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  1.    #1  
    This is an incredible number of devices. It highlights how the mobile space Palm will be launching into next year is going to be very different from 2009.


    Apple projected to ship 130M iOS devices in 2014 as Android hits 259M

    By Neil Hughes
    Published: 11:20 AM EST
    Apple is projected to sell 130 million iOS-based mobile devices per year by 2014, but both Google Android and Nokia Symbian are expected to each double that amount, according to Gartner.

    The research firm said on Friday it believes that both Symbian and Android will account for 59.8 percent of all mobile OS sales by the year 2014. It sees Apple's iOS, which powers the iPhone, iPad and iPod touch, coming in third place with a market share of 14.9 percent.

    Even with annual sales half that of its competitors, Apple would still be selling 130 million units per year in Gartner's projections. To put that in perspective, Apple Chief Executive Steve Jobs revealed last week that his company has sold 120 million iOS devices in total since the iPhone launched in 2007.

    Gartner sees the market share of iOS growing in 2011 to 17.1 percent, up from an anticipated 15.4 percent in 2010. The firm expects Apple to sell a total of 70.7 million iOS devices next year.

    Last month, Gartner claimed that shipments of smartphones running Android had passed the iPhone, thanks to its availability on numerous carriers and devices.

    This year, Gartner has projected sales of 47.5 million Android devices, good for a 17.7 percent market share, slightly edging out Apple. By 2014, that number is seen rising to 259 million, or a 29.6 percent share -- within spitting distance of Nokia's anticipated 30.2 percent market share.

    "The worldwide mobile OS market is dominated by four players: Symbian, Android, Research In Motion and iOS," said Roberta Cozza, principal research analyst at Gartner. "Launches of updated operating systems — such as Apple iOS 4, BlackBerry OS 6, Symbian 3 and Symbian 4, and Windows Phone 7 — will help maintain strong growth in smartphones in 2H10 and 2011 and spur innovation. However, we believe that market share in the OS space will consolidate around a few key OS providers that have the most support from CSPs and developers and strong brand awareness with consumer and enterprise customers."
    Last edited by UntidyGuy; 09/10/2010 at 10:56 AM.
  2. #2  
    I wonder if Google regrets giving Android away for free. If they got $10 per handset, that's 2.5billion dollars...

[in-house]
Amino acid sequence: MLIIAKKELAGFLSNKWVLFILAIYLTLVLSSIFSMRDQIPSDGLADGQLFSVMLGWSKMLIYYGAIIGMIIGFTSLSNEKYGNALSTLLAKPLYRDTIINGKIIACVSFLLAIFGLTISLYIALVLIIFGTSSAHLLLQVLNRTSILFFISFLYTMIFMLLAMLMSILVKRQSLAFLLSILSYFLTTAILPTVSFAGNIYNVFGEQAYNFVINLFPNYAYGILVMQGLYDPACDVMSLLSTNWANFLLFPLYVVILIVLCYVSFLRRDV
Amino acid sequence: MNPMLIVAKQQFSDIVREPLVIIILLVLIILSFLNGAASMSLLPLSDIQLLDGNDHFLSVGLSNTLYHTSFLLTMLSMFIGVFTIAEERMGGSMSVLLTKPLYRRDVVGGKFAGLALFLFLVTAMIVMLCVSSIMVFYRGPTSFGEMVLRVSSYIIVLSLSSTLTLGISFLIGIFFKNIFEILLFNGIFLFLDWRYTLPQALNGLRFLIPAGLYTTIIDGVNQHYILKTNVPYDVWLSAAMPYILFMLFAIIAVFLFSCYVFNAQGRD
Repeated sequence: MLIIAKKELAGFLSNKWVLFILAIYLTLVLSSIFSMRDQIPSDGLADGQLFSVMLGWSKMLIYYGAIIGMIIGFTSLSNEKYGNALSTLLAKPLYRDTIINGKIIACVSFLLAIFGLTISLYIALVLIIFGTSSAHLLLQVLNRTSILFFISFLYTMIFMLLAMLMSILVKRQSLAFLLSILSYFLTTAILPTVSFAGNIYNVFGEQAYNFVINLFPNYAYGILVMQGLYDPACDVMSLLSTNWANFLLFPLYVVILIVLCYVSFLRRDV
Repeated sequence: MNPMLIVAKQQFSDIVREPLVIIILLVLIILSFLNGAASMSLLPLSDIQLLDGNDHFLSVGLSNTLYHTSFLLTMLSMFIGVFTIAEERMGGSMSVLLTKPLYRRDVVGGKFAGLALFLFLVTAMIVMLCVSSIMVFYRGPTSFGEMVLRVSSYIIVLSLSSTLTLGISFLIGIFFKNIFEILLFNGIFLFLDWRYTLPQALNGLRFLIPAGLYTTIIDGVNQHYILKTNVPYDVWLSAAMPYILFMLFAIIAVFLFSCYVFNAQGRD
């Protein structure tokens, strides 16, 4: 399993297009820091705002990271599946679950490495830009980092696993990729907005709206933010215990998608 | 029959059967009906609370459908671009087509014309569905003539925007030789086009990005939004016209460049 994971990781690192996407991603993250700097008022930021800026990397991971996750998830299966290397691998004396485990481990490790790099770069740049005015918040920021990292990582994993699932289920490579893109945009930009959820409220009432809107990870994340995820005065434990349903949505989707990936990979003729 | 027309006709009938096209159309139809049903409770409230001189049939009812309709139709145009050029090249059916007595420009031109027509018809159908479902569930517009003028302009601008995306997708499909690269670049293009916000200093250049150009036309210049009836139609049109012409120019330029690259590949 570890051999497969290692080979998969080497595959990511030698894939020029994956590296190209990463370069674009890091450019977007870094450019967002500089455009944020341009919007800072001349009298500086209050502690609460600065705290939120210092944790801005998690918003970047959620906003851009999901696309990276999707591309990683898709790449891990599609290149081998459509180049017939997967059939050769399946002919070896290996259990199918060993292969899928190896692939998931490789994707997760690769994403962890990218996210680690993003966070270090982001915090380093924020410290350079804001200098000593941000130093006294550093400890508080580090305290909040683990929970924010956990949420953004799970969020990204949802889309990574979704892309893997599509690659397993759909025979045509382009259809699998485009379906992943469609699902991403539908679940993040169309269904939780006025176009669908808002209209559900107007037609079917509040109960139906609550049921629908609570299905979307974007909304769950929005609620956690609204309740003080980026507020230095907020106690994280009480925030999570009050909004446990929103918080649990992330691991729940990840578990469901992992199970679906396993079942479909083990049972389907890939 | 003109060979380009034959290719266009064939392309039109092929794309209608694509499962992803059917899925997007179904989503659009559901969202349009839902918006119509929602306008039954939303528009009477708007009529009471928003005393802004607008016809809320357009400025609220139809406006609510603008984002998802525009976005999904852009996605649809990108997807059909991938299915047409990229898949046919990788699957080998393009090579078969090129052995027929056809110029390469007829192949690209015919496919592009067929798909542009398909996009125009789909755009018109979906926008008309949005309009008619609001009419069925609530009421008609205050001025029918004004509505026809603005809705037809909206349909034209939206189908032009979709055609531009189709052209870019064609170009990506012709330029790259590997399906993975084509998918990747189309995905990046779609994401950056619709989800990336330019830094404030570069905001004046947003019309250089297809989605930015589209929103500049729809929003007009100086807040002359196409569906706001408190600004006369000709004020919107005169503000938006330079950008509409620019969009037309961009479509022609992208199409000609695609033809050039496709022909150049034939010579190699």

3. #3  
    I don't think Google is hurting for money.

    As for the projections... those never take into account market saturation. You cannot continue to have growth without a plateau.

    That being said, it all depends on what they decide to put iOS and Android on. Toasters anyone?
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  4. #4  
    Quote Originally Posted by Cantaffordit View Post
    I wonder if Google regrets giving Android away for free. If they got $10 per handset, that's 2.5billion dollars...
    They make plenty of money because you have to pay to get a license for their apps and the market, and then of course, lots of ad revenue too.

    But yeah....it's going to be hard avoiding Android going forth. I look forward to seeing these reported UI changes coming with Gingerbread/3.0.
  5.    #5  
    Regarding saturation, you have some people around here who look at the entire mobile phone market as the potential market for smartphones and say that there is plenty of room for the #5 or #6 player (behind Android, iOS, RIM, Nokia, Microsoft).

    I think the carriers are going to have a lot to do with whether webOS will gain any traction. Already, you can see AT&T and Verizon aren't exactly going out of their way to keep their webOS customers happy with the scheduled OTA updates.
  6. #6  
    Quote Originally Posted by UntidyGuy View Post
    Regarding saturation, you have some people around here who look at the entire mobile phone market as the potential market for smartphones and say that there is plenty of room for the #5 or #6 player (behind Android, iOS, RIM, Nokia, Microsoft).

    I think the carriers are going to have a lot to do with whether webOS will gain any traction. Already, you can see AT&T and Verizon aren't exactly going out of their way to keep their webOS customers happy with the scheduled OTA updates.
    The problem with NOT being #1 or #2 is the third party support. The market is thriving on the extendability (applications) of their device right now and with Android, developers are just now beginning to migrate to.